Curtis Buchanan: Chairmaker

Sustainable forestry doesn't have to be all about high tech science, carbon credits or certified forests. Sometimes, all it takes to use a forest sustainably is the ability to make a really awesome, valuable product out of a small amount of wood. Today, I visited a man who knows how to get the most value out of the little material he uses. His name is Curtis Buchanan, and in an unassuming, quiet little workshop behind his house he makes Windsor chairs.

When he's not making chairs, Curtis also happens to run the first certified organic Christmas tree farm in the US, Glen Ayre Tree Farm (here's another article with a picture).

He also happens to be one of the founding members of Greenwood. Started by a group of artisan woodworkers from the US, Greenwood helps people use their forests sustainably by teaching them the skills they need to turn wood into furniture, guitar necks, and other high value products. Sounds right up my alley, right? That's why Curtis gave me info for two of the other founding members, ans why I'm going to try really hard to see parts of their operation.

So why does Curtis do all of this? Lets ask him:


A late night

After leaving Kirsty's farm, I headed out on the main road towards the home of Steve and Maxine, long time activists and stewards of a 500-year-forest. Turns out I went the wrong way.

About an hour or so later, during which I tortured myself wondering if I was going the right way and thinking that I probably was, then doubting myself again, I finally decided to ask for directions. When I told the attendant, an incredibly sweet girl with a red buzzcut and a butch country look, where I was going, a woman on her way out remarked "Boye, you are a long way off!" Unfazed, the attendant described the steps to get where I was going ("No, I don't know the street names, but its real simple"), saw my worried look, and decided to write the directions down.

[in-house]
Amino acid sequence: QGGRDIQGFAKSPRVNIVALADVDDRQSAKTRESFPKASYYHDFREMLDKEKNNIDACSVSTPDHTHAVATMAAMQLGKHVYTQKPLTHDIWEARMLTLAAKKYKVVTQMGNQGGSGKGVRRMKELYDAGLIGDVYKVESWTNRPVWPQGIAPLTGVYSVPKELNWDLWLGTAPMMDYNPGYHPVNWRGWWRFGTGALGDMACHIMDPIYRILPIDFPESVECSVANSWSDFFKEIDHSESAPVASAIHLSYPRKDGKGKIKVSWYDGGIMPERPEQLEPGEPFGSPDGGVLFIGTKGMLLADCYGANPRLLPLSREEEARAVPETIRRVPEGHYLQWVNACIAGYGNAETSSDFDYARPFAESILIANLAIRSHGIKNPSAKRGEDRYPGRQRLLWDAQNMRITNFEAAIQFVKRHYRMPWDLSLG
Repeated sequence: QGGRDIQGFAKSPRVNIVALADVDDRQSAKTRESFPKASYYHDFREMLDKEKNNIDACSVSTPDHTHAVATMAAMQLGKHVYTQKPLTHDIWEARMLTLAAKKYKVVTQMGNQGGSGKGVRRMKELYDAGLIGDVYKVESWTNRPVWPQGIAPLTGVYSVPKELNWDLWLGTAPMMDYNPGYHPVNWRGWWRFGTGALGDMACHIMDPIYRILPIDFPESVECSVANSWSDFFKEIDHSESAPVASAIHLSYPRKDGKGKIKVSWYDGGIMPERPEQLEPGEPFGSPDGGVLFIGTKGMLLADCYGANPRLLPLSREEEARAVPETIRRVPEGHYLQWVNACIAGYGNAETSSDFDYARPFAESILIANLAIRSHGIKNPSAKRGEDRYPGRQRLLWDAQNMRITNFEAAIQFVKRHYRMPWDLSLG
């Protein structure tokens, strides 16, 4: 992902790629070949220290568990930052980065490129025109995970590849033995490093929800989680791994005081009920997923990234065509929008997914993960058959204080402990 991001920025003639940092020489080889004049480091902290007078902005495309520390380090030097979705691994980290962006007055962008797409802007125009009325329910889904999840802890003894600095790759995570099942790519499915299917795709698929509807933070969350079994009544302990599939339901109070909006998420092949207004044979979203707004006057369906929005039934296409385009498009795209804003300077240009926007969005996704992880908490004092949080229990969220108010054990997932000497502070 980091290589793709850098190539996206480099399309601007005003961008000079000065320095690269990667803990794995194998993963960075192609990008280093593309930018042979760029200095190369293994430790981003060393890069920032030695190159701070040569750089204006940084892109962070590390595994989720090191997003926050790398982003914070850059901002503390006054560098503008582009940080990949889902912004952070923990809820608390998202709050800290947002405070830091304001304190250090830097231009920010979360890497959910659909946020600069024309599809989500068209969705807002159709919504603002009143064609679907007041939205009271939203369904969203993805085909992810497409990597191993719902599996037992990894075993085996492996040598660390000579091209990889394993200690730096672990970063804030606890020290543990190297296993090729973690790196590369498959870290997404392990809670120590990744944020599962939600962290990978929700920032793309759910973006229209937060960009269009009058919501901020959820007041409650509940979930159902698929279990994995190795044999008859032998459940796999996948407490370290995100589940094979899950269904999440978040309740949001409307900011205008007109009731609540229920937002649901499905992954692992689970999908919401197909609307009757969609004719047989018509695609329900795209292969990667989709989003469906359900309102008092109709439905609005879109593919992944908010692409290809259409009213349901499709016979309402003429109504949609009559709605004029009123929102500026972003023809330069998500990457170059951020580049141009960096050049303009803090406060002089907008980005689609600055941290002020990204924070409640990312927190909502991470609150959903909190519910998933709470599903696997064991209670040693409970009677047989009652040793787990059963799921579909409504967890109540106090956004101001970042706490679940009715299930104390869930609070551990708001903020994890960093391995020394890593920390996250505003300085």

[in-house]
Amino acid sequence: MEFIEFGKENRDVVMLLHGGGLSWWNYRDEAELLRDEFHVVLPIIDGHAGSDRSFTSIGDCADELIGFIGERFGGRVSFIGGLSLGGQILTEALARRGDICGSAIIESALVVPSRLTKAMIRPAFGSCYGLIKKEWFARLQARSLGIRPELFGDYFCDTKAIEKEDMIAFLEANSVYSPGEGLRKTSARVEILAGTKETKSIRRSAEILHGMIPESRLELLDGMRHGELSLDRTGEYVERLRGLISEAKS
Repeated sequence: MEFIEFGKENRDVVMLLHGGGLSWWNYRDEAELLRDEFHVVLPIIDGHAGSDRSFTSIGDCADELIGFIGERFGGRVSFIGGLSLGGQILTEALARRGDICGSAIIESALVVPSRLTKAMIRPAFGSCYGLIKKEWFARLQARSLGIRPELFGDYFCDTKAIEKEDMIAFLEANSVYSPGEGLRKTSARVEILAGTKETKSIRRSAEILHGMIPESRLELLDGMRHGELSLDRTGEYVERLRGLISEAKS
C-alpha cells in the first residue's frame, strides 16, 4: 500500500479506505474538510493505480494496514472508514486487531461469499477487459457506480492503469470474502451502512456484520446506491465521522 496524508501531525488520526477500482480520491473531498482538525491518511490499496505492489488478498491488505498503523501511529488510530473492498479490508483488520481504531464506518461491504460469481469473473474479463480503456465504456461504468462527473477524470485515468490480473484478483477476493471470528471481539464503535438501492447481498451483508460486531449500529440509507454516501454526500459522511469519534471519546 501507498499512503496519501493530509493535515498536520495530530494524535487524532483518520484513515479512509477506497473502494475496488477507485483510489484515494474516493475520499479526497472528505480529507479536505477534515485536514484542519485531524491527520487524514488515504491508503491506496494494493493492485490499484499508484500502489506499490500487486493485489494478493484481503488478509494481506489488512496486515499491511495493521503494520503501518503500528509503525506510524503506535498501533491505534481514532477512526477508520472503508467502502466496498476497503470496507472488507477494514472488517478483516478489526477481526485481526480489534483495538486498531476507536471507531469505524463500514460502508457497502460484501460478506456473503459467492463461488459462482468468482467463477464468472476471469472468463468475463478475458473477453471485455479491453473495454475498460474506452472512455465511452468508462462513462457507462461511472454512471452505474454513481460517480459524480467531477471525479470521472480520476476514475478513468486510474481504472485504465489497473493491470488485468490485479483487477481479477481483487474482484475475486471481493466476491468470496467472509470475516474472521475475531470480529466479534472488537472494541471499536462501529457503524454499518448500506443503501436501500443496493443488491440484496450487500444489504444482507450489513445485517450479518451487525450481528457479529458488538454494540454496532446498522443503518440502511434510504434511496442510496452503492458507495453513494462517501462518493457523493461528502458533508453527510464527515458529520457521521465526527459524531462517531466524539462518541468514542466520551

go 2 second Red light turn right,
about 25-30 min come 2 red light and take
another right you should Be in duffield
drive Bouth 25-30 more min when
you see a wendy's you R in GAte CitY
Adorable, right? I thought so too, but I was still nervous about whether I could follow them reliably. Fortunately, they were absolutely perfect directions, despite the lack of punctuation. They put me back on track, and I continued onward, passing an increasingly themed array of private drive street signs: Winter Wonderland, Snowflake, Arctic; Revolver, Rifle, Shotgun. When I finally got to my turn the road almost immediately turned to gravel/dirt. It also got narrower and narrower as it twisted its way up the mountain.

My directions said to go to the end of this road, but at times it got so narrow I kept thinking "surely I'm in someone's driveway now." Then another three houses would pop up and I would keep driving. I finally arrived at about 9 PM, two hours late, and although I didn't get to see the property, I did have a long and interesting conversation covering topics as diverse as activism since the 60's, travelers that have come through and stayed at the house, and "Possibly Possums" an idea for a Possum-themed gift shop.

Steve was one of the founders of Virginia Forest Watch, an organization that literally watches forests, keeping an eye out for illegal or inappropriate logging in our public lands and educating private landowners about how to manage their resources sustainably. He first arrived in the area as a "Vista," a government program set up to fight poverty that in the sixties became a breeding ground for countercultural ideas.